Hedge Funds are often defined as "Absolute Return" if they are benchmarked against a target other than equity market returns - or rather if they are benchmarked against the return of e.g. cash or short term fixed income.

What you've got in there is people like Kynikos (Jim Charnos) who are pure shorts - they only go long on stocks for tactical reasons. Or market neutral hedge funds, that seek to profit from market movements of whichever direction. Or, for example, Risk Arbitrage hedge funds that buy the stocks of targets of corporate activity, and typically use derivatives to hedge out movements in the stock market as a whole (if you give up the upside, you can typically give up the downside at a total cost of zero - the return is then just the excess return arising from your strategy).

I was taken aback at the size of the bet in higher risk Venture Capital funds. The long run returns from VC are very poor *except* for a handful of partnerships which are now invitation only to LPs (Swensen walks through that in one of his books).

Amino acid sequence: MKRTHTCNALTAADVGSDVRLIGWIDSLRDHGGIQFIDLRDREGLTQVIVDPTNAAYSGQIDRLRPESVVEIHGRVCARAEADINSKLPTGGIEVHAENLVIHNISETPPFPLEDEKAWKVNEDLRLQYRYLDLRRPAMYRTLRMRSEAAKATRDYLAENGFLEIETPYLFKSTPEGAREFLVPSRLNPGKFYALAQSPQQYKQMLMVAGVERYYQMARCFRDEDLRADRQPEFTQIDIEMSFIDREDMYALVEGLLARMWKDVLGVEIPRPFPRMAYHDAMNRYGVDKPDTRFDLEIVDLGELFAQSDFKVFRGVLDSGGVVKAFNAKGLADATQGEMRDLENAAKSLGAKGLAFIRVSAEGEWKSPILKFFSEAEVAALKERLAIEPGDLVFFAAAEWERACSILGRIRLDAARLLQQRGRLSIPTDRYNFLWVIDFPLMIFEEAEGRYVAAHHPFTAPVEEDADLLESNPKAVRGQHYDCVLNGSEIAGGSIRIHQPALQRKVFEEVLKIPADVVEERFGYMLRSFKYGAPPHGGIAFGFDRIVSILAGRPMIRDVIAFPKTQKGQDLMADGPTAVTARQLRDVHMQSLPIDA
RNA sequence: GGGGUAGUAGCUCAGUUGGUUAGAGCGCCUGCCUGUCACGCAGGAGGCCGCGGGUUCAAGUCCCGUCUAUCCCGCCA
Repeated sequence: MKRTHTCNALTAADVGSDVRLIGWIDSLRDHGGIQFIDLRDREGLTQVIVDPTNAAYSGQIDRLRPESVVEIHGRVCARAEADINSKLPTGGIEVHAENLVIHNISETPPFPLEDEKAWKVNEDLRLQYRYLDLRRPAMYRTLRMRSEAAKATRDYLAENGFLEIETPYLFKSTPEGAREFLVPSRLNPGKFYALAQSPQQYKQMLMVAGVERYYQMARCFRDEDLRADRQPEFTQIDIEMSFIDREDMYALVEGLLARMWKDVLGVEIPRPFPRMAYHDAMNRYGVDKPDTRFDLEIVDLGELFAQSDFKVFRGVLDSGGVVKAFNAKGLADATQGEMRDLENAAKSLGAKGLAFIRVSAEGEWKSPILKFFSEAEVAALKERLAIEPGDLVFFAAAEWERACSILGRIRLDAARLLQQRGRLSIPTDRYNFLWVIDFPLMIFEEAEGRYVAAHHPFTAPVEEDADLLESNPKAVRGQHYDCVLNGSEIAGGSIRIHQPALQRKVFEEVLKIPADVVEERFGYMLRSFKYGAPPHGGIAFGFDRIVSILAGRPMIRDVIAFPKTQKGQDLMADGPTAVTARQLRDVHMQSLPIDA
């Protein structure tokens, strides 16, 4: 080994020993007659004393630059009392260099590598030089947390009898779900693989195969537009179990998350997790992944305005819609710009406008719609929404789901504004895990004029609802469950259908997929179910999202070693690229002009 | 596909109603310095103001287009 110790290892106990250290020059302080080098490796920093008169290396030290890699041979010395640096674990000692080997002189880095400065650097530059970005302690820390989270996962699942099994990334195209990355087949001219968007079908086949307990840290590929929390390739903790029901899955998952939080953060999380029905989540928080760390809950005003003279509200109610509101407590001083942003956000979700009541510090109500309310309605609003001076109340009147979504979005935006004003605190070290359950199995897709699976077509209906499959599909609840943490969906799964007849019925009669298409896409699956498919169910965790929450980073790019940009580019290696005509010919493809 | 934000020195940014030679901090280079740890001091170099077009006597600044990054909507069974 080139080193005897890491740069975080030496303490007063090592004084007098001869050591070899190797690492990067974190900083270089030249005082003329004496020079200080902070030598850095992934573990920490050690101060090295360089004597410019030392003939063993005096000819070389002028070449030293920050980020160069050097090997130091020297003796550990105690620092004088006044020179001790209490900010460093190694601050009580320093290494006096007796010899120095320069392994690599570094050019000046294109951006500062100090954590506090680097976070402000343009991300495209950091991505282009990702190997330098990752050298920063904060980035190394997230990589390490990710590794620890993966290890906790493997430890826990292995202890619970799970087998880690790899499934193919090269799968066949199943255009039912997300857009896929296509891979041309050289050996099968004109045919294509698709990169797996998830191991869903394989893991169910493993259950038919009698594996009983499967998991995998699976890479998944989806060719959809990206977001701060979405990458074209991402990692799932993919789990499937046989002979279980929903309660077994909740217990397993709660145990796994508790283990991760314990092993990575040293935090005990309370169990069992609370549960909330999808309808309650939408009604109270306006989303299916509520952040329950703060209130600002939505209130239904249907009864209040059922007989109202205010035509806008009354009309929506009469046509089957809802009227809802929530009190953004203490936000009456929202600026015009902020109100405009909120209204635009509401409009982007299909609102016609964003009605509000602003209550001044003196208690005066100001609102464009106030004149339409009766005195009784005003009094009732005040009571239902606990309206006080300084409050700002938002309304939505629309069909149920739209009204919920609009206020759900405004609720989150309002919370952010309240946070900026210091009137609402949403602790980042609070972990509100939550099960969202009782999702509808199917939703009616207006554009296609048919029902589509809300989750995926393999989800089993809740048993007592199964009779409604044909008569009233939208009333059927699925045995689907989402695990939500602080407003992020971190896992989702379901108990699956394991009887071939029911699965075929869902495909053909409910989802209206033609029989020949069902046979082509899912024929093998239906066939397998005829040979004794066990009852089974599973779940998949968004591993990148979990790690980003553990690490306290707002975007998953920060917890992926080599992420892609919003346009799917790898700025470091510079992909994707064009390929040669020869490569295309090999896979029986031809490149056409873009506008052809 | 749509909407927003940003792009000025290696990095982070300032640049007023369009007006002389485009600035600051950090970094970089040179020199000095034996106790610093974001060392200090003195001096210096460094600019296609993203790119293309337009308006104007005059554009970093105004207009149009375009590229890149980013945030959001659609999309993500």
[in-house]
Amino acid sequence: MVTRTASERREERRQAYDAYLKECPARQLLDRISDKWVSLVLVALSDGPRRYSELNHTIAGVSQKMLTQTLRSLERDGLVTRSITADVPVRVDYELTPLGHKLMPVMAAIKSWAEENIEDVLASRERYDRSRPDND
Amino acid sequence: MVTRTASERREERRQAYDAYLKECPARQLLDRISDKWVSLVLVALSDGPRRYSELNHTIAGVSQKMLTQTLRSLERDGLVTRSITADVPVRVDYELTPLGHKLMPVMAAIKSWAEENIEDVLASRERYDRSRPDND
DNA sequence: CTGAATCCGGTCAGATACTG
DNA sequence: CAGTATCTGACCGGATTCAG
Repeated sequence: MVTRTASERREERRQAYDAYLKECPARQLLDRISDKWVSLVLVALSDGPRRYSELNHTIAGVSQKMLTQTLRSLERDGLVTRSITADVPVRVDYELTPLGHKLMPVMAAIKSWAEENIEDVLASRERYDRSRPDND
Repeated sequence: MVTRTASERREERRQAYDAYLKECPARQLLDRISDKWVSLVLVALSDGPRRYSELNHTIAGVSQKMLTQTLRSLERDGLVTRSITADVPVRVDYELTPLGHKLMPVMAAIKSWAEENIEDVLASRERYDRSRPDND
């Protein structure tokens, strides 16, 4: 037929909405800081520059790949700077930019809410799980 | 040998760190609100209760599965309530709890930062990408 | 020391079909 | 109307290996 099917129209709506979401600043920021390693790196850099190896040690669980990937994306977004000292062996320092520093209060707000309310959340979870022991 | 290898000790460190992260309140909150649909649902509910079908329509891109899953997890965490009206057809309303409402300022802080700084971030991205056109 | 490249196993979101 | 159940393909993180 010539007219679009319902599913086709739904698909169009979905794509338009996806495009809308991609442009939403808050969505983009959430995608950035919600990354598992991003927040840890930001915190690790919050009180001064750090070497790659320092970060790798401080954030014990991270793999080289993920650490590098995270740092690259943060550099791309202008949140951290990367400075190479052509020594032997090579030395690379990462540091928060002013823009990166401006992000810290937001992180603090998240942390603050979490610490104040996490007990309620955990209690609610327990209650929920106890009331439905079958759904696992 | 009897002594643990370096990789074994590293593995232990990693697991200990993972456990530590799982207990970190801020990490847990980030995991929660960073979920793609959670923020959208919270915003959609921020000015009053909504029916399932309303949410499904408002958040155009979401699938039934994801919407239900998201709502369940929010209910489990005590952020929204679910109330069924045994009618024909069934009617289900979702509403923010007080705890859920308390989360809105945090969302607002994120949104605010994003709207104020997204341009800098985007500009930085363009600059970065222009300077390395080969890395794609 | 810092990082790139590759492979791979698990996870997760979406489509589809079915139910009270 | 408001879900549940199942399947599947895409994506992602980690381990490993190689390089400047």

My guess is the valuation of the venture funds they have has soared (due to the "Unicorns" - private financings at greater than $1bn valuation) rather than that they put a lot of new money into this area.

Valuethinker
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Re: 2017 Yale Endowment Report

Post by Valuethinker » Mon Apr 16, 2018 8:02 am

goblue100 wrote:
Mon Apr 16, 2018 7:47 am
In poker there is a term called fancy play syndrome. That is when a player falls in love with making big and strangely timed bluffs when a simpler, more straight forward strategy would do. Sounds to me like Yale is getting a case of fancy play syndrome.

I live in the Dallas area, we have been bailing out the police and firefighters pension because the guy running it thought he was smarter than everyone else, and all of his alternative land investments tanked. Hopefully Yale is not falling into the same trap.
Ahh but with Yale, there really is a nearly 3 decade long track record of doing this better than other people.

University Endowments are the highest performing investors in Private Equity, and Yale is the highest performing university endowment (large endowment).

The may, of course, have gotten too big to deploy the special sauce. And Swensen had a leave of absence due to cancer - not sure where he is on this.